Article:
A spanning tree is a subset of Graph G, which has all the vertices covered with minimum possible number of edges. Hence, a spanning tree does not have cycles and it cannot be disconnected.
By this definition, we can draw a conclusion that every connected and undirected Graph G has at least one spanning tree. A disconnected graph does not have any spanning tree, as it cannot be spanned to all its vertices.
We found three spanning trees off one complete graph. A complete undirected graph can have maximum nn-2 number of spanning trees, where n is the number of nodes. In the above addressed example, n is 3, hence 33−2 = 3 spanning trees are possible.
General Properties of Spanning Tree
We now understand that one graph can have more than one spanning tree. Following are a few properties of the spanning tree connected to graph G −
- A connected graph G can have more than one spanning tree.
- All possible spanning trees of graph G, have the same number of edges and vertices.
- The spanning tree does not have any cycle (loops).
- Removing one edge from the spanning tree will make the graph disconnected, e. the spanning tree is minimally connected.
- Adding one edge to the spanning tree will create a circuit or loop, i.e. the spanning tree is maximally acyclic.
Mathematical Properties of Spanning Tree
- Spanning tree has n-1 edges, where n is the number of nodes (vertices).
- From a complete graph, by removing maximum e - n + 1 edges, we can construct a spanning tree.
- A complete graph can have maximum nn-2 number of spanning trees.
Thus, we can conclude that spanning trees are a subset of connected Graph G and disconnected graphs do not have spanning tree.
Application of Spanning Tree
Spanning tree is basically used to find a minimum path to connect all nodes in a graph. Common application of spanning trees are −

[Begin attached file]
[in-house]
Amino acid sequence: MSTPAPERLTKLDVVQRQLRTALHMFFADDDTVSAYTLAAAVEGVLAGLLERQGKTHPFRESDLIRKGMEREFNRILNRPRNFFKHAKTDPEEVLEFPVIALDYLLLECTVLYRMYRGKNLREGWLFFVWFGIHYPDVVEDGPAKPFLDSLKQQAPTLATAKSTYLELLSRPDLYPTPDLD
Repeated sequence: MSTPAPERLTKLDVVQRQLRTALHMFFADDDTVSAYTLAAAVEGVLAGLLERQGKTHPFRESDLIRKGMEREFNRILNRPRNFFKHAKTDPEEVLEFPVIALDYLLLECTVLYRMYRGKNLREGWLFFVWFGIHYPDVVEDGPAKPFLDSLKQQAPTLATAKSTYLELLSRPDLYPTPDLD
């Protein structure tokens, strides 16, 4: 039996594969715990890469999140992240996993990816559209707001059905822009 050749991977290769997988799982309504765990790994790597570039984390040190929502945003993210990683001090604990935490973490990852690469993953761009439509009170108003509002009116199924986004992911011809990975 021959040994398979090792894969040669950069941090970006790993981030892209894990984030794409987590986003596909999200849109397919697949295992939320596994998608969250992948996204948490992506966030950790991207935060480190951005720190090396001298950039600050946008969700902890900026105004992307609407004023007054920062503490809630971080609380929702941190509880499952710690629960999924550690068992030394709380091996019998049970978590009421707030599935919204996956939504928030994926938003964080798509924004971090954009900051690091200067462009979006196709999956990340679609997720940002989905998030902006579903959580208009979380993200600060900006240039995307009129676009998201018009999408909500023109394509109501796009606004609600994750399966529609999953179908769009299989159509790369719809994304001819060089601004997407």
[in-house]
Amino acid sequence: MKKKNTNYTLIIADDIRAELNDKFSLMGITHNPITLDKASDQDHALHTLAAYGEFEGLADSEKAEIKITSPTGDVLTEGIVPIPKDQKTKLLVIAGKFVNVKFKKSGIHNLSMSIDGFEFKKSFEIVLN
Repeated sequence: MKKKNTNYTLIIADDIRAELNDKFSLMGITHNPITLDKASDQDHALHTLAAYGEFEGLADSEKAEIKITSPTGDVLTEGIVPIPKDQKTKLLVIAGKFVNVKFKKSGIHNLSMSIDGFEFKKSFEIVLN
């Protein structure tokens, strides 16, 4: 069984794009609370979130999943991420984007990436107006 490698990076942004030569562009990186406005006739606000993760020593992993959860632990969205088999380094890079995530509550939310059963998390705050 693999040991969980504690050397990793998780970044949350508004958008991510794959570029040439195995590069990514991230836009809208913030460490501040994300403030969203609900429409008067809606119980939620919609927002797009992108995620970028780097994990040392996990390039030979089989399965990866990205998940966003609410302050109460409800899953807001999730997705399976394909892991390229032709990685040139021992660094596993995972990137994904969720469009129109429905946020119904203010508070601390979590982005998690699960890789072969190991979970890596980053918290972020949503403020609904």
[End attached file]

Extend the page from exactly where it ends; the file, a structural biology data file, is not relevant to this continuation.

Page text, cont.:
- Civil Network Planning
- Computer Network Routing Protocol
- Cluster Analysis
Let us understand this through a small example. Consider, city network as a huge graph and now plans to deploy telephone lines in such a way that in minimum lines we can connect to all city nodes. This is where the spanning tree comes into picture.
Minimum Spanning Tree (MST)
In a weighted graph, a minimum spanning tree is a spanning tree that has minimum weight than all other spanning trees of the same graph. In real-world situations, this weight can be measured as distance, congestion, traffic load or any arbitrary value denoted to the edges.
Minimum Spanning-Tree Algorithm
We shall learn about two most important spanning tree algorithms here −
Both are greedy algorithms.
1. Kruskal's Algorithm
Kruskal's algorithm to find the minimum cost spanning tree uses the greedy approach. This algorithm treats the graph as a forest and every node it has as an individual tree. A tree connects to another only and only if, it has the least cost among all available options and does not violate MST properties.
To understand Kruskal's algorithm let us consider the following example −
Step 1 - Remove all loops and Parallel Edges
Remove all loops and parallel edges from the given graph.
In case of parallel edges, keep the one which has the least cost associated and remove all others.
Step 2 - Arrange all edges in their increasing order of weight